Water electrolyzers are extensively used to produce hydrogen by splitting water through the application of electrical power. When the electricity used is derived from carbon-free sources, the resulting hydrogen can be considered clean or zero-carbon. Due to the ubiquity of water, this method is widely used worldwide for producing clean hydrogen. Currently, three types of electrolyzers are commercially available: alkaline, proton-exchange membrane (PEM), and anion-exchange membrane (AEM). Additionally, solid oxide electrolyzers are undergoing pilot demonstrations. All commercial electrolyzers operate at low to moderate temperatures (30–80°C) and can integrate with intermittent renewable electricity sources with various degrees of flexibility. The three types of electrolyzers differ significantly in terms of technology, underlying scientific principles of operation, and the materials used. Their costs also vary substantially. In 2023, the total installed cost (TIC) for electrolyzers was reported to range between $1,700 and $2,000, approximately 10% higher than that in 2022 due to inflation.3 The lower end of this estimate is for alkaline electrolyzers, and the upper end for PEM. Data on AEM electrolyzers is limited as they are newer to the market. The TIC includes equipment costs for electrolyzers, gas purifiers, transformers, rectifiers, and related components, as well as expenses foe engineering, construction labor, project development, interconnection agreements, insurance, etc.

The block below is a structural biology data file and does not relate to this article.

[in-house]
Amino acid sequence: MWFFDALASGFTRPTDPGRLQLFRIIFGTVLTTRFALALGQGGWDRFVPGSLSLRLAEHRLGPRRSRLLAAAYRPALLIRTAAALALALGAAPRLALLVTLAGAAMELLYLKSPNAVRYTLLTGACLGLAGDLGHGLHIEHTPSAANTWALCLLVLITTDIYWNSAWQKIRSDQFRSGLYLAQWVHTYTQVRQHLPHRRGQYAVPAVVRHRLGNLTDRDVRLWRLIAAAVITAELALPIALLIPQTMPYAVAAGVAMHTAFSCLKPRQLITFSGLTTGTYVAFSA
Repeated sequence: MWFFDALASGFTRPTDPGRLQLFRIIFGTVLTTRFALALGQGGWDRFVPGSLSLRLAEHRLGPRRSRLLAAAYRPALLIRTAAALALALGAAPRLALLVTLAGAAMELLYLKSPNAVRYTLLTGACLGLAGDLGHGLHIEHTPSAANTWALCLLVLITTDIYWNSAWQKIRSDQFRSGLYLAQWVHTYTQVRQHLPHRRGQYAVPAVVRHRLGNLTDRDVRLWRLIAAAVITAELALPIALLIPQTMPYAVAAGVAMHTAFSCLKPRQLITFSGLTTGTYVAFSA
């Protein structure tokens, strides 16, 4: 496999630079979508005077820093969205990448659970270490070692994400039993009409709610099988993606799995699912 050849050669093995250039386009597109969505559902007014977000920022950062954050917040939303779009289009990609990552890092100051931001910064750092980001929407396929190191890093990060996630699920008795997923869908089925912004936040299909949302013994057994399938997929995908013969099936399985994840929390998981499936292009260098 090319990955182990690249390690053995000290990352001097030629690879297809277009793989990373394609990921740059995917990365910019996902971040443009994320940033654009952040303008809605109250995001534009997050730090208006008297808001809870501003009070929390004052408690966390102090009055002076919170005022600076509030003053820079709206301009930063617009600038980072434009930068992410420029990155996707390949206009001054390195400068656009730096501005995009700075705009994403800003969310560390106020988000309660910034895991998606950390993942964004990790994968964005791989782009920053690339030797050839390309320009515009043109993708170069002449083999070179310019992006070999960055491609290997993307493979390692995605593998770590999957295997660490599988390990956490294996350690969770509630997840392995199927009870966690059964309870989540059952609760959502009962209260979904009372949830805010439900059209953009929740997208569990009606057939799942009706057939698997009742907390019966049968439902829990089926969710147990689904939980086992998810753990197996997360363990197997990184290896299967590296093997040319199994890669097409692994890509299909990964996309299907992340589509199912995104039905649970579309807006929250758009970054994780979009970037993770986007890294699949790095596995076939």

Challenges in electrolyzer project development

There are several factors hindering the development of electrolyzer projects and slowing down investment decisions. The primary factor is the high capital costs associated with electrolyzers. However, the manufacturing price of electrolyzers has been gradually declining over the years, except for the last couple of years, due to COVID-19 pandemic-related supply chain issues and global inflation. Owing to the number of projects in the pipeline, various policy incentives, and an increase in manufacturing volume, the TIC for electrolyzers is expected to drop to the $500–$1,000/kW range by 2030. More original equipment manufacturers are entering the market with innovative designs. I believe that the reduction in electrolyzer prices is on a good track to contribute significantly to achieving our net-zero targets in the coming decades.

Standardization: a path to risk mitigation